FRESNO, Calif. — Amid the pines and incense cedar in Sequoia National Park, the 5 o'clock rush hour often is limited to squirrels, mule deer and the occasional skunk crossing the road.
Visitors see spectacular 13,000-foot peaks, the largest trees on the planet and far fewer idling cars than at Yosemite National Park.
So the downside here seems unbelievable: Sequoia's Ash Mountain entrance this year was the worst smog trap in the country.
Worse than Fresno, Bakersfield, Los Angeles, Houston, Atlanta or any other city. With 87 days above the federal eight-hour ozone standard, the foothill entrance was in a smog cloud all summer long.
"People looking for a clean-air vacation are safer going to Los Angeles than Sequoia National Park," says Kevin Hall, executive director of the activist Central Valley Air Quality Coalition.
But there are no special measures being taken by federal, state and local air-quality officials to clear up Sequoia's problem. Officials say the bad air will subside as the San Joaquin Valley is cleaned up.
That's because Sequoia does not create much air pollution. Yet, giant sequoia seedlings and other trees are damaged, and chemicals from the bad air appear in pristine mountain streams, federal scientists say.
So, what's going on?
Sequoia gets plumes of ozone-making gases when some of the Valley's air pollution ascends and drifts for miles, mixing with the air at about the same elevation as the Ash Mountain entrance — 1,700 feet. The lung-corroding pollution ranges far from cities and freeways.
And there's another air-quality problem in Sequoia that almost defies logic. Ozone stubbornly hangs around overnight at isolated foothill sites. The reason: There is too little traffic.
Emissions from overnight traffic actually destroy ozone in darkness, scientists say. So city traffic wipes out a lot of ozone each night in summer.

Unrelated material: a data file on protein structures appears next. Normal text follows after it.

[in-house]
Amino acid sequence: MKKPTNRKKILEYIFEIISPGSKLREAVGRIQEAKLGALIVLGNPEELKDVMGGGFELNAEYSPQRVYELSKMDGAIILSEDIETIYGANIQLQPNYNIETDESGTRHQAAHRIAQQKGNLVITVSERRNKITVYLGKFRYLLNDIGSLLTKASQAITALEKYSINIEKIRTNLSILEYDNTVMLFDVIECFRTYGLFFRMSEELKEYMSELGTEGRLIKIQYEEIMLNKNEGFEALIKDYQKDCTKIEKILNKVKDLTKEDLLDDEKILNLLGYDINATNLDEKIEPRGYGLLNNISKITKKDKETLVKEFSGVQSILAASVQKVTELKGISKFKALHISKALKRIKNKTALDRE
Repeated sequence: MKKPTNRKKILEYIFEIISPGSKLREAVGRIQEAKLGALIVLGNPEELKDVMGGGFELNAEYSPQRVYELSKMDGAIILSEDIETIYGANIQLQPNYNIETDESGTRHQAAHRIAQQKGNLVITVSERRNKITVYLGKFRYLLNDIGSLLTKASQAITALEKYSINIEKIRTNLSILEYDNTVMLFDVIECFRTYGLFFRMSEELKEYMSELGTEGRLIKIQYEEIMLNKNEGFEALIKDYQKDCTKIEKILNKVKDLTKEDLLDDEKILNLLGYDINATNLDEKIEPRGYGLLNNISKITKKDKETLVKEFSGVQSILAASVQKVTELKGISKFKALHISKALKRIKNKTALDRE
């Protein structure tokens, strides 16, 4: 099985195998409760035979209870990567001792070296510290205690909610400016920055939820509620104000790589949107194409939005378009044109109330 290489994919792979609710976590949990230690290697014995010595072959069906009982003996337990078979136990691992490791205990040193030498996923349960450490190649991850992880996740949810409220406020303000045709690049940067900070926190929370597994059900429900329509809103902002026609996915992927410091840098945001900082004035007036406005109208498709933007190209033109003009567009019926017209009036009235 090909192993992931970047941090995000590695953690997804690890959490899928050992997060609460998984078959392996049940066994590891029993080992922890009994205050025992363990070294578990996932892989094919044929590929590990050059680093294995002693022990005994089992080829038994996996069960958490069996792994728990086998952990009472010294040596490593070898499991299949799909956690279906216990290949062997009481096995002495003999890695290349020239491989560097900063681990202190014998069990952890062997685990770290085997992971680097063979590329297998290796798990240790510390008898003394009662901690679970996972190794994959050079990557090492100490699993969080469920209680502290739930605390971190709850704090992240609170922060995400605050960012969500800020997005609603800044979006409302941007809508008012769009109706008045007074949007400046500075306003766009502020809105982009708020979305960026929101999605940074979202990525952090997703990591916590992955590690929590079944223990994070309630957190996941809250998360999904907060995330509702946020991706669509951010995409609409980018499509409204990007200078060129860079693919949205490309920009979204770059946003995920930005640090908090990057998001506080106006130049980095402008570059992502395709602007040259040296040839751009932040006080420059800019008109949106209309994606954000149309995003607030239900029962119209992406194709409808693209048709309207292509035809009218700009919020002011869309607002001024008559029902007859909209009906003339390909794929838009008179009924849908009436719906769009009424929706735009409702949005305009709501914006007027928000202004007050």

But foothill and mountain traffic drops off steeply at night. Ozone gases sometimes remain for days.
The same thing happens at Crestline in the San Bernardino Mountains, downwind of the massive Los Angeles metropolitan area. The resort is notorious for having more violations than any other place in Southern California. Many years, it is the worst hot spot in the nation, but not this year.
Crestline had 85 violations of the eight-hour standard—a daylong measurement of ozone. With its 87 violations, Ash Mountain in Sequoia eclipsed Crestline for the first time since 2004.
Sequoia, which is part of the San Joaquin Valley Air Pollution Control District, also was affected this summer by the Lion fire, air officials said. The fire began with a lightning strike July 8 and burned 20,500 acres by mid-August in a neighboring section of the southern Sierra Nevada. Fires create ozone-making gases.
On 16 days this year, the only ozone violations in the Valley air district were at Sequoia, said Seyed Sadredin, executive director of the Valley air district. But those violations do not affect most of the Valley's nearly 4 million residents, he said.
Though state officials consider Sequoia's violations as part of the Valley's total, Sadredin says the district does not. He said the park's violations make the Valley's problems seem worse than they are.
With Sequoia's readings, the Valley this year had 109 days of violations, according to the California Air Resources Board. That's the highest in the nation.
But without the 16 days when Sequoia alone had a violation, the total would have been in the low 90s—below South Coast Air Basin's 107 violation days in the greater Los Angeles area.
"Sequoia's numbers have value for the park's visitors and for helping the National Park Service protect vegetation and other resources," Sadredin said. "But those numbers don't mean a lot for people living down on the Valley floor. It is misleading."
That's not a good reason to view the violations separately, says activist Hall of the Central Valley Air Quality Coalition. He said district leaders and the governing board should not shrink from their job.
"The valley air board doesn't get to pick and choose whose health matters and whose doesn't," Hall said.